About the HDR Image:
This was taken on a photo walk during a demonstration to students learning to capture images for HDR. I came across this scene of a local restaurant in a off season tourist area. It looked like a very country homespun scene that had the earmarks for a great HDR. Lots of detail to capture as well as interesting lighting to deal with.
Equipment, Software and Techniques Used:
My camera of choice is a Nikon D300 and the lens I love the most is a Sigma 10 - 20 mm. I use a dedicated HDR software which is Photomatix Pro 4. This is the software I use to produce the HDR images after taking 5 or more exp. (2 stops up, 2 stops down, 1 even or more depending on conditions) Raw files. Once the image is produced I then go to Nikons NX2 software. (Nik software is the developer and they have some fantastic products for PP.) I make corrections in NX2 (I must say that I would look at each image differently and I use NX2 because it faster and easier to make corrections in NX2 than in Photoshop.) but simple curves adjustments to correct light temp. to highlighting clouds to reducing a overly bright background. Then I finally go to Photoshop. (I actually use Photoshop 7 and Photoshop Elements 9, along with an Intuos 4 tablet.) I also do a lot of dodging & burning, layer adjustments, to darken an image. I suppose the subject matter is the most important part of my getting "that" look. I go out when the weather is lousy--the best time to get great skies--stormier the better! I have to also tell you I studied Art & Art History and the great old master painters to emulate the light that I look for or try to create. It takes me anywhere from 1 hr to 8 hours to get what I want out of an image. That's it, as I have stated this is really a demonstrable effect and not just an applied filter effect. As far as preset in Photomatix Pro. the tone mapping sliders are independent or defaulted so it's really a matter of playing around till you can get what you want.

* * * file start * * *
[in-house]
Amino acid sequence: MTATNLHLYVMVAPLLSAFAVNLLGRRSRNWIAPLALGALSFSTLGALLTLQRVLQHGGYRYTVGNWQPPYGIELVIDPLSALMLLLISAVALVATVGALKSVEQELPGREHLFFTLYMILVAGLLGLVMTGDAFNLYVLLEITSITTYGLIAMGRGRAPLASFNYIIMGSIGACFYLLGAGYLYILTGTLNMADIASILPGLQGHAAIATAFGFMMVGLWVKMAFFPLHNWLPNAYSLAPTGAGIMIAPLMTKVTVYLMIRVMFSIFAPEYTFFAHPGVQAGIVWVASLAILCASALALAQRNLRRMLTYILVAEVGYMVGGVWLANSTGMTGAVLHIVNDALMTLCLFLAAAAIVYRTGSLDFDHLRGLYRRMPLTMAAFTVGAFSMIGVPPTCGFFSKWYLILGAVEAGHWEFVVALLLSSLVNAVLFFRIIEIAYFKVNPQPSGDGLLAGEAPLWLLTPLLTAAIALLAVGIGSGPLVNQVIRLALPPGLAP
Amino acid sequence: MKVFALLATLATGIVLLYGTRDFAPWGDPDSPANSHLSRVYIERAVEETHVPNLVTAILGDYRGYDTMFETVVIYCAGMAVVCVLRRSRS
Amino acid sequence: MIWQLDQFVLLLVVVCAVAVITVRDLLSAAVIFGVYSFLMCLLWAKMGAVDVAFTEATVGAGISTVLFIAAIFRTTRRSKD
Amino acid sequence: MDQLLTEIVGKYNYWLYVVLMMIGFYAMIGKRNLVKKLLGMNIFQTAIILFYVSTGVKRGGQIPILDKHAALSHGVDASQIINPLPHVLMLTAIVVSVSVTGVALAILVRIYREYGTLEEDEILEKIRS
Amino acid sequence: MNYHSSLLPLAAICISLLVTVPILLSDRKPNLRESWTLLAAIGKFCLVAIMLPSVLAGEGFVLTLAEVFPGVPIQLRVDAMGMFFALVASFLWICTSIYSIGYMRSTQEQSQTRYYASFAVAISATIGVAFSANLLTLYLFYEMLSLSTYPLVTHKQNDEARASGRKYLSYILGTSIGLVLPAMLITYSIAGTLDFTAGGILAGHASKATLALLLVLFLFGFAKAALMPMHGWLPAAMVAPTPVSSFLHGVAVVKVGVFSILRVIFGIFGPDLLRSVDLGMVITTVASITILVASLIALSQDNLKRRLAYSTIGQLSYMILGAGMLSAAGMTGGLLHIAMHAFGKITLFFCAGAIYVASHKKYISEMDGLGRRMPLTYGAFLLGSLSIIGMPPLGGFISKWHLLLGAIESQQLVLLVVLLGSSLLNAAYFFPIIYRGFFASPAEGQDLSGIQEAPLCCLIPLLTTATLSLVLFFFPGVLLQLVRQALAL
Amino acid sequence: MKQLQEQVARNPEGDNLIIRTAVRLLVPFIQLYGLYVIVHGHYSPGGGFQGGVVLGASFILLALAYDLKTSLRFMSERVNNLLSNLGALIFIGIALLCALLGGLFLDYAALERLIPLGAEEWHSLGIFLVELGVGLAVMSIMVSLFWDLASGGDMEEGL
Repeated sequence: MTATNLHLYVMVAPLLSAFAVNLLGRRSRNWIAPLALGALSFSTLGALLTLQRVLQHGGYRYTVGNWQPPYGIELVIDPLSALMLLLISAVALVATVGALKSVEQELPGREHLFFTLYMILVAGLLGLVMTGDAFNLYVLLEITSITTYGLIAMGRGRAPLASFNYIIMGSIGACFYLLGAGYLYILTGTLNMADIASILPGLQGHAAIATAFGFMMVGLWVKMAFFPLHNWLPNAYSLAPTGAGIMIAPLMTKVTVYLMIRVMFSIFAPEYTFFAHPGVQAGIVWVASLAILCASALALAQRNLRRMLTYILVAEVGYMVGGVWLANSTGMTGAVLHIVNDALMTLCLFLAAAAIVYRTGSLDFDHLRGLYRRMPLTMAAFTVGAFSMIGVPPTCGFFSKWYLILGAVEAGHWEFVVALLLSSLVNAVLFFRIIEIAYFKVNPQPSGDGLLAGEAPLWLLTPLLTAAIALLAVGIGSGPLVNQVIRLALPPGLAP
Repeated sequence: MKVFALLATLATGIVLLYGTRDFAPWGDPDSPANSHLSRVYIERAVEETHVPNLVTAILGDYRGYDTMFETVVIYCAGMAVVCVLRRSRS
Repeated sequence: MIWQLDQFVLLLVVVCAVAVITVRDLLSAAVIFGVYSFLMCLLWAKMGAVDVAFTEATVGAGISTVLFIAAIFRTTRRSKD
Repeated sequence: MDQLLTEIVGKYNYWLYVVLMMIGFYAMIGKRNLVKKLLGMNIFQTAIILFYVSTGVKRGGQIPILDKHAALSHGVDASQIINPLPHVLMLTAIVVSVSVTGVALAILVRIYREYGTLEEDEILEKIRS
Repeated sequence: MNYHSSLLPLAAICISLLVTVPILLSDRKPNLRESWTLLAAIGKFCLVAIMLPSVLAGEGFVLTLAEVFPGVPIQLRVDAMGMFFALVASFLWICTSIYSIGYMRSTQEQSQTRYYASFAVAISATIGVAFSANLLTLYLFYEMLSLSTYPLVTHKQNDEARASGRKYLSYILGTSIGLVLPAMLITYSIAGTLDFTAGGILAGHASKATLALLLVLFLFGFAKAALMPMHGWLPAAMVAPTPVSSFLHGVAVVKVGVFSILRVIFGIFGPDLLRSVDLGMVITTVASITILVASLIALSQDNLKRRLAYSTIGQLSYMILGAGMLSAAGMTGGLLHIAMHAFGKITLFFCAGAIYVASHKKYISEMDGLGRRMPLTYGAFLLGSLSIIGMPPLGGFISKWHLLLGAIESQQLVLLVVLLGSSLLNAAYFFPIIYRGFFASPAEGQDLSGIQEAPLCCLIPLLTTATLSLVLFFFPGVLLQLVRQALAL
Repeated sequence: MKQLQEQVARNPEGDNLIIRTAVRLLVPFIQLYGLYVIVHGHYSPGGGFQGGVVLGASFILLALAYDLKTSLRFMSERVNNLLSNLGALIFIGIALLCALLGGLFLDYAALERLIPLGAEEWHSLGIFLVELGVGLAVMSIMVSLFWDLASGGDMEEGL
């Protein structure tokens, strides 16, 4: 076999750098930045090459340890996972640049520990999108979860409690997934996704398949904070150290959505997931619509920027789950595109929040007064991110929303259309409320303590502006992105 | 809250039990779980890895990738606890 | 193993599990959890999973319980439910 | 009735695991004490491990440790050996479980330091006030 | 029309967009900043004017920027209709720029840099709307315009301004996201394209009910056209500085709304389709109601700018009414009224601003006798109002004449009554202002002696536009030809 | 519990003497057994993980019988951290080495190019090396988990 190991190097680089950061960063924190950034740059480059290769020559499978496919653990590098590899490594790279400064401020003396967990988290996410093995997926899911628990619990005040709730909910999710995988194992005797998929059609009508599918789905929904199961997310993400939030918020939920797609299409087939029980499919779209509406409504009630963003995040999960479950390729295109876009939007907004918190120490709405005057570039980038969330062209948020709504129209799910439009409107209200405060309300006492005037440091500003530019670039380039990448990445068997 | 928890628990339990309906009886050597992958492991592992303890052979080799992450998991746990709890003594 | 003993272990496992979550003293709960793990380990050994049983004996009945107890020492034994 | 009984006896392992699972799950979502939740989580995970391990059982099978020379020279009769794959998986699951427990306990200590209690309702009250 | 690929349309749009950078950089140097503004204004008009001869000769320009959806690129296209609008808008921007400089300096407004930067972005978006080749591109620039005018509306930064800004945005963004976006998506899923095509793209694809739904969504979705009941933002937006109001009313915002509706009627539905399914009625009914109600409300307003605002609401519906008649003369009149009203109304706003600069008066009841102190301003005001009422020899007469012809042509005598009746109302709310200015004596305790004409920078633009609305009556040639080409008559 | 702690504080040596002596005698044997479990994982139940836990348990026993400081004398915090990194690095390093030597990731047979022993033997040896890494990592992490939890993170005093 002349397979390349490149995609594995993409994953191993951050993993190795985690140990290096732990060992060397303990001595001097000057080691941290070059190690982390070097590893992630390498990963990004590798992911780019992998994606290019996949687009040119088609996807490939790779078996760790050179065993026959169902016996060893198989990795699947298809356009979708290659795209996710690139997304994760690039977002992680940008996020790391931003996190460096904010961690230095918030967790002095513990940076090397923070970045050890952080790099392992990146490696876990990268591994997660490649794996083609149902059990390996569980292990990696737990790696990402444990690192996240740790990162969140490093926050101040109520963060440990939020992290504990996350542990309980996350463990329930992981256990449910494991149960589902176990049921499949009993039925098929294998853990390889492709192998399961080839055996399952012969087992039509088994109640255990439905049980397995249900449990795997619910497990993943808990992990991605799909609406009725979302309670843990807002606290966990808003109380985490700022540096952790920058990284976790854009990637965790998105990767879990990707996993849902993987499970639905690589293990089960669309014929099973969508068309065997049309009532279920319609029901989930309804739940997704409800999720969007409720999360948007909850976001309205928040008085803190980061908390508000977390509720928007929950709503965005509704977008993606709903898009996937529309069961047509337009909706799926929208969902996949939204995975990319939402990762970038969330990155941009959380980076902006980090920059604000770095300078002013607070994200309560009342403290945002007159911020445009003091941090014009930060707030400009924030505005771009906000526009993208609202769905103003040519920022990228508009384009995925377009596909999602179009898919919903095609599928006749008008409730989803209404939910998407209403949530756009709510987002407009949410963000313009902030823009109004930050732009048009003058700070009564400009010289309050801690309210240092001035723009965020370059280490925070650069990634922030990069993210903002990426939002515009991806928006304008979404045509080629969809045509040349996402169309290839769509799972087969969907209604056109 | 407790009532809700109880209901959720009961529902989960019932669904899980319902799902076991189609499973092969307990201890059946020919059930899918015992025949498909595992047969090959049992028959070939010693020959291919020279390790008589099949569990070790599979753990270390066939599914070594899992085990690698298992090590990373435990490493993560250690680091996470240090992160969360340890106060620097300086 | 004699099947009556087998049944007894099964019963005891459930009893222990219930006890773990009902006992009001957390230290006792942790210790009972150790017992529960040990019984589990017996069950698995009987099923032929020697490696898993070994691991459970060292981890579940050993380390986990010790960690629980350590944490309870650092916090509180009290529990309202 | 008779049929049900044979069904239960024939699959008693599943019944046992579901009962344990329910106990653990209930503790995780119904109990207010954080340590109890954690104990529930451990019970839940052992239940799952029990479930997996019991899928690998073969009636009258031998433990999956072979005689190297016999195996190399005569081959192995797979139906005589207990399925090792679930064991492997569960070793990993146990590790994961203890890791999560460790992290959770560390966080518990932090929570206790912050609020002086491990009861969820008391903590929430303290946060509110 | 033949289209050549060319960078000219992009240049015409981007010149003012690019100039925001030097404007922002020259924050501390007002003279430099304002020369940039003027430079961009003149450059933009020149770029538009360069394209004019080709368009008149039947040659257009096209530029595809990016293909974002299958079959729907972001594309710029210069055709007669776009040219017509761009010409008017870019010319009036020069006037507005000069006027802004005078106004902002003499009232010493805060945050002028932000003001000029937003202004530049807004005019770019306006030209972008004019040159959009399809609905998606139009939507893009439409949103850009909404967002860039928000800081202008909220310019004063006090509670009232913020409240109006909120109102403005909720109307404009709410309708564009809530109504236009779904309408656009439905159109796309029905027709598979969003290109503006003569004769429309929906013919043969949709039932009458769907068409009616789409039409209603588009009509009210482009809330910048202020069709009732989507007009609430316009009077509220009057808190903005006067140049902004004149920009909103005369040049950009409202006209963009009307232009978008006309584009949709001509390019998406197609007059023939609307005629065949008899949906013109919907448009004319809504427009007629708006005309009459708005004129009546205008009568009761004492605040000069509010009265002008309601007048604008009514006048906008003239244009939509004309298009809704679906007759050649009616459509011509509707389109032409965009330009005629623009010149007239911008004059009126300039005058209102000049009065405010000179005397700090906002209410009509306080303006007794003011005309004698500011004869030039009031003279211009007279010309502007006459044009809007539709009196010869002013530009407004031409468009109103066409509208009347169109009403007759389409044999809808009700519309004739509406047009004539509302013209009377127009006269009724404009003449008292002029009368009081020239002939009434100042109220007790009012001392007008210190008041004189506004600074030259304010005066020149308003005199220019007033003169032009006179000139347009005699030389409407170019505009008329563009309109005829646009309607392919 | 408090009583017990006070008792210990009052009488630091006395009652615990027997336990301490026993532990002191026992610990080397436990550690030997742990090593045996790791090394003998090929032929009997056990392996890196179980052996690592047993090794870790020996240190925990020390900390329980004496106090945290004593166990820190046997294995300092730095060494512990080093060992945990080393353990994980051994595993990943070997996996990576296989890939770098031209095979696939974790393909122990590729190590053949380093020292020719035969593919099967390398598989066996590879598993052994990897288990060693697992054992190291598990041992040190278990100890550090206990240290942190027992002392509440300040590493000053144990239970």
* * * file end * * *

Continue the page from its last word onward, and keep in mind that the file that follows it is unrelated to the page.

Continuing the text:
Some of my students that I teach HDR were really shooting low dynamic or mid dynamic scenes. What you need to look for are scenes where shadows are blocked up or highlights are normally blown out during standard spot or dynamic metering from your camera. So that's about it and a lot of practice over the years to get my particular look to my images.
Tips and Tricks
- Know your camera well, learn how to set your camera up for easy bracketed shots.
- Understand the best way to process your images with current software available, and no, it's not Photoshop. I found that through trial and error, Photmatix Pto 4 is the best software for HDR that I have ever used. Some say that the new version of Photoshop is much better at HDR. I found it slow and it did not give me the look that I would get from Photomatix.
- I do have some other secrets, but I only reveal them on my blog.
Is photography your profession or a hobby?
It is my profession. I specialize in HDR photography. I also teach HDR to other photographers of varying levels of understanding & skill level. I present a seminar on HDR to various photo groups & clubs.
How long have you been interested in photography?
I have been interested and practicing photography for over 30 yrs. I started with film (obviously) and broke into digital in 2004. I have been involved in digital image manipulation since 1994. I currently also teach digital darkroom techniques privately and publicly.
You may share your website or contact information:
My website is: www.it-just-clicks.ifp3.com